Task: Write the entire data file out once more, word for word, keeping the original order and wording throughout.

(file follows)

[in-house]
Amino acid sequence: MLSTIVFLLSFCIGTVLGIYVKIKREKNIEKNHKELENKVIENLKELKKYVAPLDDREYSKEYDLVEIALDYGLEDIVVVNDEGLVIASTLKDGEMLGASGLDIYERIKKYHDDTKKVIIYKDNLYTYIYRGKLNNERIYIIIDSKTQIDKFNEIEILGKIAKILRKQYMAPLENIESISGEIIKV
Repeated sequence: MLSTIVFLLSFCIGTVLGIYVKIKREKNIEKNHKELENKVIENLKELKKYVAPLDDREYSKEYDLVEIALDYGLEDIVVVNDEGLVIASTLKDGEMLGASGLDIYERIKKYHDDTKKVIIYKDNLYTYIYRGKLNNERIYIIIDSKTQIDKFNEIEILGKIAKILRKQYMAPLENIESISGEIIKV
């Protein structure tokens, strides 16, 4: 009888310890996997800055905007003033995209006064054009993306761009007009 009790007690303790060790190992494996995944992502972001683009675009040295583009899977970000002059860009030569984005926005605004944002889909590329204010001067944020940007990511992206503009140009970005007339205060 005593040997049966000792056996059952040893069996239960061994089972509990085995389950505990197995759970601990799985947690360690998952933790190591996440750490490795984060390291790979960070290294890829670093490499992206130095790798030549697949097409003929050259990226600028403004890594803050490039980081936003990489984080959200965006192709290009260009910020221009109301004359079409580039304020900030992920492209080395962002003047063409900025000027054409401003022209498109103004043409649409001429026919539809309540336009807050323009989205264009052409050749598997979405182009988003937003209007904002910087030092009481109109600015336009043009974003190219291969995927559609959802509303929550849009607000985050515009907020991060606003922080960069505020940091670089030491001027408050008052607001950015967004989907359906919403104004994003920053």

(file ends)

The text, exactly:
[in-house]
Amino acid sequence: MLSTIVFLLSFCIGTVLGIYVKIKREKNIEKNHKELENKVIENLKELKKYVAPLDDREYSKEYDLVEIALDYGLEDIVVVNDEGLVIASTLKDGEMLGASGLDIYERIKKYHDDTKKVIIYKDNLYTYIYRGKLNNERIYIIIDSKTQIDKFNEIEILGKIAKILRKQYMAPLENIESISGEIIKV
Repeated sequence: MLSTIVFLLSFCIGTVLGIYVKIKREKNIEKNHKELENKVIENLKELKKYVAPLDDREYSKEYDLVEIALDYGLEDIVVVNDEGLVIASTLKDGEMLGASGLDIYERIKKYHDDTKKVIIYKDNLYTYIYRGKLNNERIYIIIDSKTQIDKFNEIEILGKIAKILRKQYMAPLENIESISGEIIKV
């Protein structure tokens, strides 16, 4: 009888310890996997800055905007003033995209006064054009993306761009007009 009790007690303790060790190992494996995944992502972001683009675009040295583009899977970000002059860009030569984005926005605004944002889909590329204010001067944020940007990511992206503009140009970005007339205060 005593040997049966000792056996059952040893069996239960061994089972509990085995389950505990197995759970601990799985947690360690998952933790190591996440750490490795984060390291790979960070290294890829670093490499992206130095790798030549697949097409003929050259990226600028403004890594803050490039980081936003990489984080959200965006192709290009260009910020221009109301004359079409580039304020900030992920492209080395962002003047063409900025000027054409401003022209498109103004043409649409001429026919539809309540336009807050323009989205264009052409050749598997979405182009988003937003209007904002910087030092009481109109600015336009043009974003190219291969995927559609959802509303929550849009607000985050515009907020991060606003922080960069505020940091670089030491001027408050008052607001950015967004989907359906919403104004994003920053």